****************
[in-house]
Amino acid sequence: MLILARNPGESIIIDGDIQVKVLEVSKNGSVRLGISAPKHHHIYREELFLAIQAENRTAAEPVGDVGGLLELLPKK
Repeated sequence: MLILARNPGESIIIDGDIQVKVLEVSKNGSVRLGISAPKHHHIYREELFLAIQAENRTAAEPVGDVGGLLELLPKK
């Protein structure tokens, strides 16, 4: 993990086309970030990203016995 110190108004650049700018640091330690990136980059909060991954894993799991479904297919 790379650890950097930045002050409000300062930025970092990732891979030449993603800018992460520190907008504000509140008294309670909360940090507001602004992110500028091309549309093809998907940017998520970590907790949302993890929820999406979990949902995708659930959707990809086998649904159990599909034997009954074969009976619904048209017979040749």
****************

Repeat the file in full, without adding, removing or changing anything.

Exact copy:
[in-house]
Amino acid sequence: MLILARNPGESIIIDGDIQVKVLEVSKNGSVRLGISAPKHHHIYREELFLAIQAENRTAAEPVGDVGGLLELLPKK
Repeated sequence: MLILARNPGESIIIDGDIQVKVLEVSKNGSVRLGISAPKHHHIYREELFLAIQAENRTAAEPVGDVGGLLELLPKK
């Protein structure tokens, strides 16, 4: 993990086309970030990203016995 110190108004650049700018640091330690990136980059909060991954894993799991479904297919 790379650890950097930045002050409000300062930025970092990732891979030449993603800018992460520190907008504000509140008294309670909360940090507001602004992110500028091309549309093809998907940017998520970590907790949302993890929820999406979990949902995708659930959707990809086998649904159990599909034997009954074969009976619904048209017979040749």